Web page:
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Re: [IP] Re: diligent diets (was glycemic index)
- To: <email @ redacted>
- Subject: Re: [IP] Re: diligent diets (was glycemic index)
- From: Teesie & Thomas Emge <email @ redacted>
- Date: Sun, 03 Feb 2002 12:32:48 -0800
- Reply-To: email @ redacted
- User-Agent: Microsoft-Outlook-Express-Macintosh-Edition/5.0.3
I think that you are doing just fine. The numbers that you mentioned for
your son sound pretty ok to me (I am also still on MDI) and they justify
whatever you are doing right now. So, the simple question is: if everything
is fine why change it? Just because an endo mentioned it??
Well, I don't know. I believe that a lot of people on this list have a
different diabetes history than you have. I also assume that you never were
in a situation of a HbA1C of about 10 or 15 or higher so switching to a more
'fitting' insulin regimen doesn't really makes sense.
The marketing lingo of pump companies 'eat whatever you want to and whenever
you want to' sounds pretty scary to me and I personally think that it sends
the wrong message to people who are investigating pump options. You still
have to watch out for your nutrional intake and adjust the medication
accordingly. So, I don't really understand the big difference between MDI
and the pump concerning this point either.
Anyone correct me if I am wrong but I believe that the DCCT found that MDI
and the pump therapy are equivalent in their treatment of diabetes (ohoh, I
am getting flamed for this - I can feel it already).
Skipping a meal is no big deal for me either - I just don't eat and let my
basal (NPH) take care of it. Most of the time it works.
I personally consider the pump to be a tool to help in the treatment of the
diabetes. It is a tool which will hopefully allow me to finetune my bg's to
a degree where I want them to be and to take care of some other things that
are bugging me right now at the moment with MDI. But I would caution anyone
that the insulin pump is just one form of treatment and definitely not the
On the other hand, I don't think that you or your son will have any problems
switching to the pump. 'Rough housing' with friends, messing up insertion
sites, .... I think that those are just initial worries of a newcomer to the
whole pumping business. It will be something to get used to and be only
minor adjustment to the new 'lifestyle' - and not limiting factors. Should
you expect to see better BG's - probably not, but then the values won't get
You've mentioned that your son is 12.5 and maybe when he's a little older
the BG's will get a little more jumpy and as such the number of injections
will increase. Maybe THEN the pump will make more sense but unless anything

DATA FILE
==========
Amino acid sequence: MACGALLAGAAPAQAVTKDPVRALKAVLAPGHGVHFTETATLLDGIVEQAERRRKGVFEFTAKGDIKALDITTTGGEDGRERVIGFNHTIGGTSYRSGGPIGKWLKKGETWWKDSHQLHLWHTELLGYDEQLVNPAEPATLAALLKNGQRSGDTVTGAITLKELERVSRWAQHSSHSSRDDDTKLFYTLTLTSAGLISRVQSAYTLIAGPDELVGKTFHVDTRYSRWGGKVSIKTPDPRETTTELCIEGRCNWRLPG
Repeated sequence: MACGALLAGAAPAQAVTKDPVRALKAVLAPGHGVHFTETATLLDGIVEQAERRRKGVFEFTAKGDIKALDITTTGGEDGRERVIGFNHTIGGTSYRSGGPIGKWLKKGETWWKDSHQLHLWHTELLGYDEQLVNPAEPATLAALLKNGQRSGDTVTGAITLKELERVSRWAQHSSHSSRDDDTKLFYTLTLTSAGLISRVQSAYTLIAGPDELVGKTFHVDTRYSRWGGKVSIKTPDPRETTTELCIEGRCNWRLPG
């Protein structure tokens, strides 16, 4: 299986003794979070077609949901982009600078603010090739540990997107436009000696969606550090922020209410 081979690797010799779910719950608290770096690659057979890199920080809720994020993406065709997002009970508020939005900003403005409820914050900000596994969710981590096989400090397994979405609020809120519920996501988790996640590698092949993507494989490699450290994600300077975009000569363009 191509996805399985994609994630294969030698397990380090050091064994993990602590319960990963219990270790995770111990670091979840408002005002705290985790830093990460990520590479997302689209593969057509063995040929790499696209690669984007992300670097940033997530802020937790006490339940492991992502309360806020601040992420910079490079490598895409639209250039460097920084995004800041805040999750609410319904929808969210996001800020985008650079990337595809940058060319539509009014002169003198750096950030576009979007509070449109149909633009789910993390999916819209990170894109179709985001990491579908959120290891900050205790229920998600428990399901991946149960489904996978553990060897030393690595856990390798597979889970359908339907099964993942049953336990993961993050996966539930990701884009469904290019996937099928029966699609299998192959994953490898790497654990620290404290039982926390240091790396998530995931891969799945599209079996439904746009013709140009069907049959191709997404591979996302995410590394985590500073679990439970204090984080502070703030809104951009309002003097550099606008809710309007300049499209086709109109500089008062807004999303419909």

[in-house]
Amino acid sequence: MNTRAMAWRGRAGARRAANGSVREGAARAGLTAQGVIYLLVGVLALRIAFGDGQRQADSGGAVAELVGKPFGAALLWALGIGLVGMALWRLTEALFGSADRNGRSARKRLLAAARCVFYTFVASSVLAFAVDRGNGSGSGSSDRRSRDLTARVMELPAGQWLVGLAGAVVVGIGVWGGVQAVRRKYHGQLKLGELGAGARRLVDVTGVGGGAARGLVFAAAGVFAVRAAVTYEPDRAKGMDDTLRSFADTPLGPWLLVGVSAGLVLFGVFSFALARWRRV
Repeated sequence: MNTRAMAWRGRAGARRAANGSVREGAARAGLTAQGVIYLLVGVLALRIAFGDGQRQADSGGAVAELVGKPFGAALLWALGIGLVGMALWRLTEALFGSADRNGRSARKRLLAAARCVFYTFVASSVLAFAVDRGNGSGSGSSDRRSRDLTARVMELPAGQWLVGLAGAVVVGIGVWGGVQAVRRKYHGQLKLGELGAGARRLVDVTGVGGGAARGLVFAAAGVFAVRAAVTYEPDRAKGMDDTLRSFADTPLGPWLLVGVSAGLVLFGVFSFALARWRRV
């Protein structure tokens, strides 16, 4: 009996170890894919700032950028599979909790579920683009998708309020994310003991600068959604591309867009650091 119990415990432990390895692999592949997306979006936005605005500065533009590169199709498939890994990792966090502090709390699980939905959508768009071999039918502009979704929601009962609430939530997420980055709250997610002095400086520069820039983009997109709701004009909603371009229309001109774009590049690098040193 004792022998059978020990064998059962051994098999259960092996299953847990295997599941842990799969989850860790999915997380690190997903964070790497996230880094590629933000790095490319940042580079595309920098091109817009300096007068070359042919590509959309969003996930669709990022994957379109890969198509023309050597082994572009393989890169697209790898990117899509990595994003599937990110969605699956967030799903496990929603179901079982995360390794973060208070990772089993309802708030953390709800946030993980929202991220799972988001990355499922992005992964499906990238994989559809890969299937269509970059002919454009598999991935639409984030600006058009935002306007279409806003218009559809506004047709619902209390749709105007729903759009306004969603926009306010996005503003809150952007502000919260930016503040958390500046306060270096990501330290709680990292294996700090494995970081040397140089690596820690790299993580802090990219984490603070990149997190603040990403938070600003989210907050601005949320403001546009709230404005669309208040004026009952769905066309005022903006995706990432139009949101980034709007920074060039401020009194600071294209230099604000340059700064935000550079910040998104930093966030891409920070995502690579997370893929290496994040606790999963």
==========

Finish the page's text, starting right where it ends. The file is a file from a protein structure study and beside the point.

is bothering you or your son at moment I could only ask 'Why change it??'
So far from what I know, I could only say, Marion, keep up the good work and
good luck for the future.
> I honestly am struggling to see how a pump will help my son. His HBA1Cs have
> been 6, 6.2, 5.9 and recently 5.8. He eats anything he wants at meals (and I
> mean anything) on the condition that I weigh it, account for its glycemic in
> index and dose it.
> We often get through the day with only 3 injections, U and H before
> breakfast, H at lunch and U and H at dinner. His post prandials are rarely
> over 130. I have found that when he eats a large meal or pizza type meal, I
> can simply split the dose of insulin. He corrects high b.g.s maybe four
> times a week. The dawn rise is a problem, but I am working on that by
> gathering data on how much it is and possibly correcting it before it hits.
> It is not consistent. Even if he rises from 4-7 a.m., those hours of high
> sugar still won't hurt him.
> Tonight we were at the synagogue at a prayer service. I imagined Gabe on the
> pump and the pump starting to alarm during the silent prayers. Or him rough
> housing with his friends after services and messing up the insertion site.
> And so on and so on. I was glad he was already finished with dinner, covered
> by a shot of Ultralente and H and hopefully finished with diabetes for the
> When the refreshments were served, he really wasn't hungry and I don't
> encourage him to snack. He had a few grapes and that was it; the cake and
> cookies weren't appealing to him since he had dessert with his breakfast,
> lunch and dinner today (usually only dinner gets dessert, but he wanted to
> try some of the home-baked leftovers from the night before).
> So what in the world would he have done with a pump today? I simply need to
> convince myself; he is going to give it a trial one way or another, but I am
> not on the bandwagon yet. I have heard that the pump gives people a "license
> to eat". Gabe is only 12.5; no license yet.
> That's all....still can't figure it out.
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